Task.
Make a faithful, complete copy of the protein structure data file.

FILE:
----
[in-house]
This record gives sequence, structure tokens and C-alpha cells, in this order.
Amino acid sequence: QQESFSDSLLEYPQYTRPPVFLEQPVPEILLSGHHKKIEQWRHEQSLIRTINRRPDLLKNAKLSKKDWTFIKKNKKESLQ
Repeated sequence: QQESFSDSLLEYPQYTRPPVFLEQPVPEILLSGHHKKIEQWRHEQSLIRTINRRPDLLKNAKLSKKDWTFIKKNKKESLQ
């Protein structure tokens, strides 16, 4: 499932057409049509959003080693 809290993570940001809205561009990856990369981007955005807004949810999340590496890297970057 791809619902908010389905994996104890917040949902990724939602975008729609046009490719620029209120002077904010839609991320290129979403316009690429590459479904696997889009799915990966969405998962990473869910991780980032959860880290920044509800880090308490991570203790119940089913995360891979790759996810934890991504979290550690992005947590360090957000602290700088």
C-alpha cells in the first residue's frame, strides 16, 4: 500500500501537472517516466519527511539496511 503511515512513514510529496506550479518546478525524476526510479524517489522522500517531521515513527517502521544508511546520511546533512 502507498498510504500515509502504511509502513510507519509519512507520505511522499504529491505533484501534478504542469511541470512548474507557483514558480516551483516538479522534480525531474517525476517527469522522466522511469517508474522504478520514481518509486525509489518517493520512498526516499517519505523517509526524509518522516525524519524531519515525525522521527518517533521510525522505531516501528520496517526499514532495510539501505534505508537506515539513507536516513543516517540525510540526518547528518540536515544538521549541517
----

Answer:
[in-house]
This record gives sequence, structure tokens and C-alpha cells, in this order.
Amino acid sequence: QQESFSDSLLEYPQYTRPPVFLEQPVPEILLSGHHKKIEQWRHEQSLIRTINRRPDLLKNAKLSKKDWTFIKKNKKESLQ
Repeated sequence: QQESFSDSLLEYPQYTRPPVFLEQPVPEILLSGHHKKIEQWRHEQSLIRTINRRPDLLKNAKLSKKDWTFIKKNKKESLQ
């Protein structure tokens, strides 16, 4: 499932057409049509959003080693 809290993570940001809205561009990856990369981007955005807004949810999340590496890297970057 791809619902908010389905994996104890917040949902990724939602975008729609046009490719620029209120002077904010839609991320290129979403316009690429590459479904696997889009799915990966969405998962990473869910991780980032959860880290920044509800880090308490991570203790119940089913995360891979790759996810934890991504979290550690992005947590360090957000602290700088």
C-alpha cells in the first residue's frame, strides 16, 4: 500500500501537472517516466519527511539496511 503511515512513514510529496506550479518546478525524476526510479524517489522522500517531521515513527517502521544508511546520511546533512 502507498498510504500515509502504511509502513510507519509519512507520505511522499504529491505533484501534478504542469511541470512548474507557483514558480516551483516538479522534480525531474517525476517527469522522466522511469517508474522504478520514481518509486525509489518517493520512498526516499517519505523517509526524509518522516525524519524531519515525525522521527518517533521510525522505531516501528520496517526499514532495510539501505534505508537506515539513507536516513543516517540525510540526518547528518540536515544538521549541517